It was introduced in 1979 to fix the societal problems arising from the booming population and has been estimated to have stopped approximately 200 million births in the last 35 years. However, there have been issues of forced abortions, female infanticide and something known as ‘Little Emperor Syndrome’ (where the only child gets spoilt!).

ocp

Today, China has just implemented a resolution which eases the one child policy. The Standing Committee of the National People’s Congress has now allowed couples to have a second child if both parents are an only child, but it needs legislative approval before gaining effect.

Experts argue the lack of youth in China is leading to a reduced number of people who are working and increased care for the elderly (China is expected to have 25% of its population over the age of 65 by 2050). There is also a massive gender imbalance in the country.

The new resolution hopes to deal with the new issues facing society as a result of the one child policy, whilst maintaining the fairly low birth rate in the country.

What do you think about China’s planned change to the One Child Policy?

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South Sudan

Where is South Sudan?

It is located in central Africa, bordered by 6 countries, and is the newest nation on Earth after gaining independence in 2011. Despite being a country rich in oil it is a very poor and underdeveloped country.

southsudan

Tensions in South Sudan

South Sudan gained independence through a referendum which saw the public vote by a large majority (98.8%) to break away from Sudan. Since gaining independence there has been a lot of unrest and border battles between Sudan and South Sudan. The death toll continues to increase daily. Fortunately, conflict has not yet reached the capital, Juba.

One issue the government wants to fix quickly is the oil business. Production had been put on hold for a while, which proved damaging for the country’s already brittle economy.

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A coup plot

This month the South Sudan government announced there had been a coup d’etat (a seizure of power). The Sudan Liberation People’s Army, a group loyal to the President Kiir, fought with another group loyal to the former vice President, Riek Machar. This has resulted in the death of at least 500 people.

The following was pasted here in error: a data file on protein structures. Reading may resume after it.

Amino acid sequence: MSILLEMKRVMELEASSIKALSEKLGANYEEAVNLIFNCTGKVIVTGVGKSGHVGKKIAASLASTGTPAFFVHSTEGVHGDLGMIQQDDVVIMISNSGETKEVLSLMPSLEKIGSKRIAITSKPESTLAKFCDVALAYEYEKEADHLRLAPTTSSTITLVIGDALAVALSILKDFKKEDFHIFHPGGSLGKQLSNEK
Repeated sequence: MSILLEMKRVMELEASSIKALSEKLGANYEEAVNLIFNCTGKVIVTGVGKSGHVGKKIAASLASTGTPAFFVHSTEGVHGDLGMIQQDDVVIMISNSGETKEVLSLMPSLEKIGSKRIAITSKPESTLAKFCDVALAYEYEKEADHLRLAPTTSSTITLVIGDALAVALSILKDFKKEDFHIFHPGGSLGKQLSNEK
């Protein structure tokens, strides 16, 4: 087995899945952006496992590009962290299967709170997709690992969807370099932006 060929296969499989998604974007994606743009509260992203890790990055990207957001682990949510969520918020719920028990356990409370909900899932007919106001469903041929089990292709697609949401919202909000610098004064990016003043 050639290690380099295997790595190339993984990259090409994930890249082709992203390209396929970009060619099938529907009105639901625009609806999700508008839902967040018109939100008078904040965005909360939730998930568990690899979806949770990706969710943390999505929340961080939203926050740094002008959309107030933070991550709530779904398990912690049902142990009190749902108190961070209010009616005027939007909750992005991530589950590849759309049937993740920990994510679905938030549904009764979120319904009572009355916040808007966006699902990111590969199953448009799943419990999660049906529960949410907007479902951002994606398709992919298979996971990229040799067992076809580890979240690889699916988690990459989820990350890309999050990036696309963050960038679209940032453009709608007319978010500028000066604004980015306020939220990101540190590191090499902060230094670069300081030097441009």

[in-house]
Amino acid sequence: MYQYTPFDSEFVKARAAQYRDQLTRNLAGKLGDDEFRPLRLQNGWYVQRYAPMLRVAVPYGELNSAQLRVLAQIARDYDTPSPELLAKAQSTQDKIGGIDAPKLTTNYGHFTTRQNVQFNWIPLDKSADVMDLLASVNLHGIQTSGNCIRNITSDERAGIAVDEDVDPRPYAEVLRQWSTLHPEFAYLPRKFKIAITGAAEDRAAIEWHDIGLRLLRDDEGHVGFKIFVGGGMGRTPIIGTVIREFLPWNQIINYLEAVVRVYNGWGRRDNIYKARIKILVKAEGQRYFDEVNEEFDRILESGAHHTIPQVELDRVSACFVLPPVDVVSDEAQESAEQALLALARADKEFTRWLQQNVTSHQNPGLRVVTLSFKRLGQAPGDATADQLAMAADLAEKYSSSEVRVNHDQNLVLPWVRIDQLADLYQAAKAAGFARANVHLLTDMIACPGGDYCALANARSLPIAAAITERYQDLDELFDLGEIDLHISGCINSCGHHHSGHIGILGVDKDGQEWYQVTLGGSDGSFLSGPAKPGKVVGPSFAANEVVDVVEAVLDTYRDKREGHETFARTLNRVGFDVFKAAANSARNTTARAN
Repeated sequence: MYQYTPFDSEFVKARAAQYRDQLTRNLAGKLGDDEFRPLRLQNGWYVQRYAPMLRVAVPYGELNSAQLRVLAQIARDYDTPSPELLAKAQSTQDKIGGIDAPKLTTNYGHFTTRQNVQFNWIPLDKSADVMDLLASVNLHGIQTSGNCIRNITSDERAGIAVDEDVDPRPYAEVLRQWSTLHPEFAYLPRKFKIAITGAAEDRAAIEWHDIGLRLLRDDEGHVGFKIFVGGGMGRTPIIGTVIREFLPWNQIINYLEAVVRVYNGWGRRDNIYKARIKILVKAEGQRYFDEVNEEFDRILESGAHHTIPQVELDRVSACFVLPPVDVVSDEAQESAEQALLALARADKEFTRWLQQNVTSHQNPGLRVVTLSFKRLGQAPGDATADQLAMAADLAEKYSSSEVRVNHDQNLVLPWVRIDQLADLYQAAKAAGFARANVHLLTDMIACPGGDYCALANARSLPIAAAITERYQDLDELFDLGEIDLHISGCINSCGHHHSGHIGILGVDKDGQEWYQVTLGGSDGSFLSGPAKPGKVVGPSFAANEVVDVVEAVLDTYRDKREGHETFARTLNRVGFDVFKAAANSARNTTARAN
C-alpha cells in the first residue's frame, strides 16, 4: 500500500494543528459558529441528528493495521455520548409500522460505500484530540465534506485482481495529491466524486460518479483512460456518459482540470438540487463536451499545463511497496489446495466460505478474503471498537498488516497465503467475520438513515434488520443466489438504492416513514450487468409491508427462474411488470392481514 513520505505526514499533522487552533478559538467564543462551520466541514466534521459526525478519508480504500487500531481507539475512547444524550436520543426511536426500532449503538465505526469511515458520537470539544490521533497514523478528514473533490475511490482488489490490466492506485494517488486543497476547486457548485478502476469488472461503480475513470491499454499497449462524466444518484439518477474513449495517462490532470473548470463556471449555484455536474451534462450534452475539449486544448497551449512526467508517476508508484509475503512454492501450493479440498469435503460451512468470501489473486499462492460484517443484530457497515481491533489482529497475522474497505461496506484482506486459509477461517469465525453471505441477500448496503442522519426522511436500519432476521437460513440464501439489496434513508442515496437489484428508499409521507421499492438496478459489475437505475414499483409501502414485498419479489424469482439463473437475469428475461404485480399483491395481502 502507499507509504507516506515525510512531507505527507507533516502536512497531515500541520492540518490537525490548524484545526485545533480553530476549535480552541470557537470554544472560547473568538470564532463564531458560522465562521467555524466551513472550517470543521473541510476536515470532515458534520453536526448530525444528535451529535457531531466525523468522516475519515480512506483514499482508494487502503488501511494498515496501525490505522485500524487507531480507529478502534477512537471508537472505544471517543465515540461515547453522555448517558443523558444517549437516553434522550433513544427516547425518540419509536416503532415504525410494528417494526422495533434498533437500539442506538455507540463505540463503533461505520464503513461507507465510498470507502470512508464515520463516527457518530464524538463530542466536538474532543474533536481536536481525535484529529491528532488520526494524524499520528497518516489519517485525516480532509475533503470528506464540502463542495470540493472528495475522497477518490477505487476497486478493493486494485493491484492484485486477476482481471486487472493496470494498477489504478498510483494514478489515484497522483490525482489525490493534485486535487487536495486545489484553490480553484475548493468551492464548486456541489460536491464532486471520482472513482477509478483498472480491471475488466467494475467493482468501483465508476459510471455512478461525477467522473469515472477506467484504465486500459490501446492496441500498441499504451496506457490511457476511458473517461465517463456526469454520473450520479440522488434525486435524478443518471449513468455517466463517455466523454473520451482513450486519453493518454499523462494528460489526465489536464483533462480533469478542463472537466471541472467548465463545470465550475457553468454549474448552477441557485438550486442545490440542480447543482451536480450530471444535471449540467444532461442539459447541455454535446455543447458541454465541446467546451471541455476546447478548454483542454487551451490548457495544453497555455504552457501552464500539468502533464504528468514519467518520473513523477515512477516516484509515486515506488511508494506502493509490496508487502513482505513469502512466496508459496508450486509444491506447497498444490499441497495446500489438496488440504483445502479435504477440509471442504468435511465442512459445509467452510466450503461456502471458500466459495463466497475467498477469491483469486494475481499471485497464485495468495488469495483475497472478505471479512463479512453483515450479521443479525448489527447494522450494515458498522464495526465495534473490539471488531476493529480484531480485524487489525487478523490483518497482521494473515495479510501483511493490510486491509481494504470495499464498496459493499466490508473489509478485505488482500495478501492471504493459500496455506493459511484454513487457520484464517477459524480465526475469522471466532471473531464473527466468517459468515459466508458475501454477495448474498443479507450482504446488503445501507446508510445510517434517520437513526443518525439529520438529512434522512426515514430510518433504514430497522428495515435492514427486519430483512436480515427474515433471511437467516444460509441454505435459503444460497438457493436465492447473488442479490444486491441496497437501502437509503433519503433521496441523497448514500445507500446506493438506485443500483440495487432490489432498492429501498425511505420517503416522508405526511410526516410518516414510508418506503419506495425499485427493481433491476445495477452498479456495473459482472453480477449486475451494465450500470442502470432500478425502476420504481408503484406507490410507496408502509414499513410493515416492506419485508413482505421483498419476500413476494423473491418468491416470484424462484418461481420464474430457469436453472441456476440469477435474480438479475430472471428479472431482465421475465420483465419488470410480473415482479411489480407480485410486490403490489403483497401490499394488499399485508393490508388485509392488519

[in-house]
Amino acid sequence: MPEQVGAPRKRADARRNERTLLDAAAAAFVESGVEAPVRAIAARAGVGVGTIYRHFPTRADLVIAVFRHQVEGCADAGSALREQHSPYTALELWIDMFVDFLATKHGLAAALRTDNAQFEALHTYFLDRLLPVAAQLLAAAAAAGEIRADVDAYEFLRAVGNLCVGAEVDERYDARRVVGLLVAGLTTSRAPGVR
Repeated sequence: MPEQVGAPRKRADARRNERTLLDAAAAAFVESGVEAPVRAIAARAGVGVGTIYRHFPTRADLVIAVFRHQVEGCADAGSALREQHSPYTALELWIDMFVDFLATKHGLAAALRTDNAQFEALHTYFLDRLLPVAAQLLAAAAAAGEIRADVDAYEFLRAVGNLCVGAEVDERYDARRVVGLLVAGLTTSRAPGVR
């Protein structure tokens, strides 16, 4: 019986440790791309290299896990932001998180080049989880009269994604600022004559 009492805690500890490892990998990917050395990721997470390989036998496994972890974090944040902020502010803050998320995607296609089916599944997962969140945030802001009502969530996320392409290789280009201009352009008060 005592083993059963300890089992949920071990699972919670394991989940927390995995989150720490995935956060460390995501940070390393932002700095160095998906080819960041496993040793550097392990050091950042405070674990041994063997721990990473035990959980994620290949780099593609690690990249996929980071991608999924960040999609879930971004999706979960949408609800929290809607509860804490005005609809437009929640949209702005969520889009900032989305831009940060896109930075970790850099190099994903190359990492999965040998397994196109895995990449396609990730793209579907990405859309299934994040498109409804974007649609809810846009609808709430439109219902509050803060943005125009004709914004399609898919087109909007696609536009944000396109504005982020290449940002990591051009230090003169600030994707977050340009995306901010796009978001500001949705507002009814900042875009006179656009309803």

Civil war?

Gerard Araud (President of UN Security Council) has sent warnings of a “fully-fledged war throughout the country”. Refugee camps have been set up by the UN – currently, there are 20,000 people who have taken refuge in Juba. There is a lot of conflict and tension and that is set to continue.

Is war inevitable? Should South Sudan give in to Sudan or should they fight to support the will of the people?

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Nigerian Students Shot Whilst They Slept

The Boko Haram group in an attempt to overthrow the government has launched numerous attacks on schools in Nigeria leaving North-Easter Nigeria in a state of emergency.

Boko Haram was founded in 2002 which was initially set up to oppose western education. In 2009 the group set up military operations to create an islamic state in Nigeria.

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The attacks happened at the College of Agriculture in Yobe state whilst the students slept and it is suspected approximately 50 students have been killed and another 1000 students have run away from the campus. After shooting and injuring many students the gunmen also set fire to some of the classrooms.

Although the government had previously tried to stop Boko Haram’s operations, which did have temporary success, the group soon came back for revenge against the Nigerian government. 

Other attacks they have committed include a shooting a school on the outskirts of Maiduguri and another in the village of Mamudo in Yobe state. 

How do you think the government should ‘crack down’ on extremist groups such as Boko Haram?